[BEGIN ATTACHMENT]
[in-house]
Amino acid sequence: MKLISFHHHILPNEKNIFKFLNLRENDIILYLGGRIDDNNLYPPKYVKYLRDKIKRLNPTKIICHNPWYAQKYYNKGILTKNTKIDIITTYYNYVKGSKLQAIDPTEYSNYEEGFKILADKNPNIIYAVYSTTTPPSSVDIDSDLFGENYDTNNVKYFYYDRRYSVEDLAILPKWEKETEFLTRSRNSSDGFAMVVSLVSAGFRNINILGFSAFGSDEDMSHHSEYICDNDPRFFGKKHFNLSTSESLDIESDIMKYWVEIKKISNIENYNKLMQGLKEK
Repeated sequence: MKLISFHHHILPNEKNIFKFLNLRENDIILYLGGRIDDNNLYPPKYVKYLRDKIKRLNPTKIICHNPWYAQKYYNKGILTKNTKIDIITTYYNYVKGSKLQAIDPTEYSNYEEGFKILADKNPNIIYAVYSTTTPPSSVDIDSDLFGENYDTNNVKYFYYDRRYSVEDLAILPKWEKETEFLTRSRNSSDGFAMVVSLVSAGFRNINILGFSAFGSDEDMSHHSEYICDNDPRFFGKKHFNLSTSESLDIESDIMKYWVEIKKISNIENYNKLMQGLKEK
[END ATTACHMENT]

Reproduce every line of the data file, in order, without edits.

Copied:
[in-house]
Amino acid sequence: MKLISFHHHILPNEKNIFKFLNLRENDIILYLGGRIDDNNLYPPKYVKYLRDKIKRLNPTKIICHNPWYAQKYYNKGILTKNTKIDIITTYYNYVKGSKLQAIDPTEYSNYEEGFKILADKNPNIIYAVYSTTTPPSSVDIDSDLFGENYDTNNVKYFYYDRRYSVEDLAILPKWEKETEFLTRSRNSSDGFAMVVSLVSAGFRNINILGFSAFGSDEDMSHHSEYICDNDPRFFGKKHFNLSTSESLDIESDIMKYWVEIKKISNIENYNKLMQGLKEK
Repeated sequence: MKLISFHHHILPNEKNIFKFLNLRENDIILYLGGRIDDNNLYPPKYVKYLRDKIKRLNPTKIICHNPWYAQKYYNKGILTKNTKIDIITTYYNYVKGSKLQAIDPTEYSNYEEGFKILADKNPNIIYAVYSTTTPPSSVDIDSDLFGENYDTNNVKYFYYDRRYSVEDLAILPKWEKETEFLTRSRNSSDGFAMVVSLVSAGFRNINILGFSAFGSDEDMSHHSEYICDNDPRFFGKKHFNLSTSESLDIESDIMKYWVEIKKISNIENYNKLMQGLKEK